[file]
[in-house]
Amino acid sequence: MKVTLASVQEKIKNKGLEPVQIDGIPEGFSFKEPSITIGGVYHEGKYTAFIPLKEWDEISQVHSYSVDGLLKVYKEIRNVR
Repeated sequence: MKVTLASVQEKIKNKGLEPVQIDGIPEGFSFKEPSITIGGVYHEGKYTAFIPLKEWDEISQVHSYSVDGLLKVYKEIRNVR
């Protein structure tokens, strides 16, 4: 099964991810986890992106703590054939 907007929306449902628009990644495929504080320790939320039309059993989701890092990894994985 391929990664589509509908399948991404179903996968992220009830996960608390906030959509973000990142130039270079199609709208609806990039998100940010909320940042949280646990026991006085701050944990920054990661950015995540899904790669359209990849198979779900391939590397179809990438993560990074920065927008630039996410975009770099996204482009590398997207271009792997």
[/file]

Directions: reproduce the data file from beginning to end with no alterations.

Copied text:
[in-house]
Amino acid sequence: MKVTLASVQEKIKNKGLEPVQIDGIPEGFSFKEPSITIGGVYHEGKYTAFIPLKEWDEISQVHSYSVDGLLKVYKEIRNVR
Repeated sequence: MKVTLASVQEKIKNKGLEPVQIDGIPEGFSFKEPSITIGGVYHEGKYTAFIPLKEWDEISQVHSYSVDGLLKVYKEIRNVR
């Protein structure tokens, strides 16, 4: 099964991810986890992106703590054939 907007929306449902628009990644495929504080320790939320039309059993989701890092990894994985 391929990664589509509908399948991404179903996968992220009830996960608390906030959509973000990142130039270079199609709208609806990039998100940010909320940042949280646990026991006085701050944990920054990661950015995540899904790669359209990849198979779900391939590397179809990438993560990074920065927008630039996410975009770099996204482009590398997207271009792997």